Well, firstly – you are at risk of putting other jobs on the line. Secondly, if an employer really can’t afford to pay more, then who’s going to pay for employment when they eventually shut?

The “greater good” argument had gotten many people into needless trouble and in modern days of civilised negotiations, why do we still need to go about with disruptions?

Rather than strike, the NTUC uses another weapon of last resort: the Industrial Arbitration Court. Arbitration is our alternative to striking. It is more conciliatory than it is adversarial. Parties in such a court has better chance to carry on a working relationship rather than one that has experienced strike action.

Here’s a list of awards made out to unions made out by the IAC (http://www.iac.gov.sg/Pages/RecentCourtAwards.aspx)


  • Unions do not fight for workers, they’re only on the side of the government

Just because you don’t see them “fighting” doesn’t mean it doesn’t exist. Policies such as the Progressive Wage Model, Fair Considerations Framework, CPF tweaks and various means of increasing welfare and wages requires tremendous battles with different sectors of government.

Throughout history, it has kept an eye on the government on various issues, for example:


  • Trade unions can negotiate on all aspects of employment with employers

They don’t. Practices such as hiring and firing still remain the rights of the employers. Unions cannot fight on who the company can employ or terminate.


  •  The unions are against minimum wage, therefore our salaries will be low

Firstly, it is incorrect to say that there is no minimum wage in Singapore. There is. Secondly, the bulk of the country do not work minimum wage jobs… employers know very well that if the remuneration isn’t good, no one is going to work for them. With low unemployment rates, Singapore is an employee’s market.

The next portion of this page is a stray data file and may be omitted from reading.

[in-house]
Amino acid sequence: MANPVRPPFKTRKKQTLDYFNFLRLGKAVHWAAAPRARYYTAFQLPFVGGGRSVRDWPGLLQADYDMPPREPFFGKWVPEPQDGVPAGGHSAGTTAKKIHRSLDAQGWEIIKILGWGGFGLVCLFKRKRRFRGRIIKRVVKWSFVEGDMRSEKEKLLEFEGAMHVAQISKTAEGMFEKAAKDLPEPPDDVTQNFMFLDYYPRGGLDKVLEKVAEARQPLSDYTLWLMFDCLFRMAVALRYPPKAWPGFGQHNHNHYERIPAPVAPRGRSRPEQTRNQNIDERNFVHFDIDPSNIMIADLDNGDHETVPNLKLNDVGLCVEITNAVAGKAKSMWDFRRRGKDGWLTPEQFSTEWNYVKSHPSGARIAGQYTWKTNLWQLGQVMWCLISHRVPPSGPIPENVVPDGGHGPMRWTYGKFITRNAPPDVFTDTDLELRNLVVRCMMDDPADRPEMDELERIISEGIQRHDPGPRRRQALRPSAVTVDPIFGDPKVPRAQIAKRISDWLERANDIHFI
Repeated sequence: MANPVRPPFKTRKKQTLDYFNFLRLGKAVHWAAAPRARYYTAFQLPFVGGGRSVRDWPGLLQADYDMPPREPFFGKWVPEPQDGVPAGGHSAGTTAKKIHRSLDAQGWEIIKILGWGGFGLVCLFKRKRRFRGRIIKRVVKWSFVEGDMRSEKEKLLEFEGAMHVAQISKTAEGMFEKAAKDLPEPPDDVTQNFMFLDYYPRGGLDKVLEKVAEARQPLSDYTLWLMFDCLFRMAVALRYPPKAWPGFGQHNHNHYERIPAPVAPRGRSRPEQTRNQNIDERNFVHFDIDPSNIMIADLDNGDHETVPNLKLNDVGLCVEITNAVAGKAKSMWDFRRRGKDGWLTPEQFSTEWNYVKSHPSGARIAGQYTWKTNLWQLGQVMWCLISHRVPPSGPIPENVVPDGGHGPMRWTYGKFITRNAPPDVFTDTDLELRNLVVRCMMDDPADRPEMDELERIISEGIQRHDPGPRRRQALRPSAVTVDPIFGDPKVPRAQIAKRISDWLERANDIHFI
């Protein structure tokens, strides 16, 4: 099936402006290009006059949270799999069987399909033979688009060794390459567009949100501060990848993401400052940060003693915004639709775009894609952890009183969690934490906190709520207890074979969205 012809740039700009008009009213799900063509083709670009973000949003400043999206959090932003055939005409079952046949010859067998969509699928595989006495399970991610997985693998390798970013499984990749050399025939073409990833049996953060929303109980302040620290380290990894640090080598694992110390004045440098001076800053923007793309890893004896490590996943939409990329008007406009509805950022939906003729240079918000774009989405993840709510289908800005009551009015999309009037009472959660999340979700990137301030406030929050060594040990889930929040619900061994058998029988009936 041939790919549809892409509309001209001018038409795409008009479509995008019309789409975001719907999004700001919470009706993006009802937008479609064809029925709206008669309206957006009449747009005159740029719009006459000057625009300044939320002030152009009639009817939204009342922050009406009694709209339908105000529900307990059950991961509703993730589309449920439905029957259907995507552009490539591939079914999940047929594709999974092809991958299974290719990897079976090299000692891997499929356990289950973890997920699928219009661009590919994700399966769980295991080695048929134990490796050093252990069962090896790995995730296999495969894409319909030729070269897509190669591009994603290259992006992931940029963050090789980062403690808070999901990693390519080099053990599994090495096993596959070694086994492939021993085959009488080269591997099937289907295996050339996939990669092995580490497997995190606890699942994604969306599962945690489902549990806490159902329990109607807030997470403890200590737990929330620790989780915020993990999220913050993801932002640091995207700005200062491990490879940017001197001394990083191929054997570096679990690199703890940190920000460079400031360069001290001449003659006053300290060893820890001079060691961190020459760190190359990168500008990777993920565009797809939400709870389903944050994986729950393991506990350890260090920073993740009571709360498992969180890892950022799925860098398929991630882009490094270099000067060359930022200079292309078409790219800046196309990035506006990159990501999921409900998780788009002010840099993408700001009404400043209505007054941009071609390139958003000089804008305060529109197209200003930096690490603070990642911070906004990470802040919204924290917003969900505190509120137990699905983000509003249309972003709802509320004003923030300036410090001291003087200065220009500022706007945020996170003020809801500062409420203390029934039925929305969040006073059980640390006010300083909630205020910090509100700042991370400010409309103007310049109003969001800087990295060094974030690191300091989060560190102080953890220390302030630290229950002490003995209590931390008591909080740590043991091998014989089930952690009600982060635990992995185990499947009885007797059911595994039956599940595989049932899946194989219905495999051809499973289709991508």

Statistics show that salaries continue to rise. Perhaps some of us are not experiencing this. If not, shouldn’t one seek answers to a stagnant salary within, rather than blame a third party?


Here’s a bonus myth for you:

  • I don’t hear about unions acting, thus they must not be doing work

Actually, there are scores of union and labour related news on the papers. It’s just that the unexciting nature of labour news make it easy for us to gloss over it without fanfare. The Government Gazette publishes signed Collective Agreements negotiated by unions. The NTUC MPs debate and question the government extensively in Parliament. Papers and policy positions are published extensively by the entire Labour family, including the NTUC, e2i, TAFEP, National Wages Council et al.

Did you know that Lim Swee Say had once made a threat of disassociation to the PAP? You probably won’t hear about it again until he leaves the system.

Just like how no one talked about how Ong Teng Cheong commissioned a strike until he left us (FYI President Ong was also once the Sec-Gen of the NTUC).


Perhaps it is not that one is not hearing about unions acting, rather one just choses not to read about it.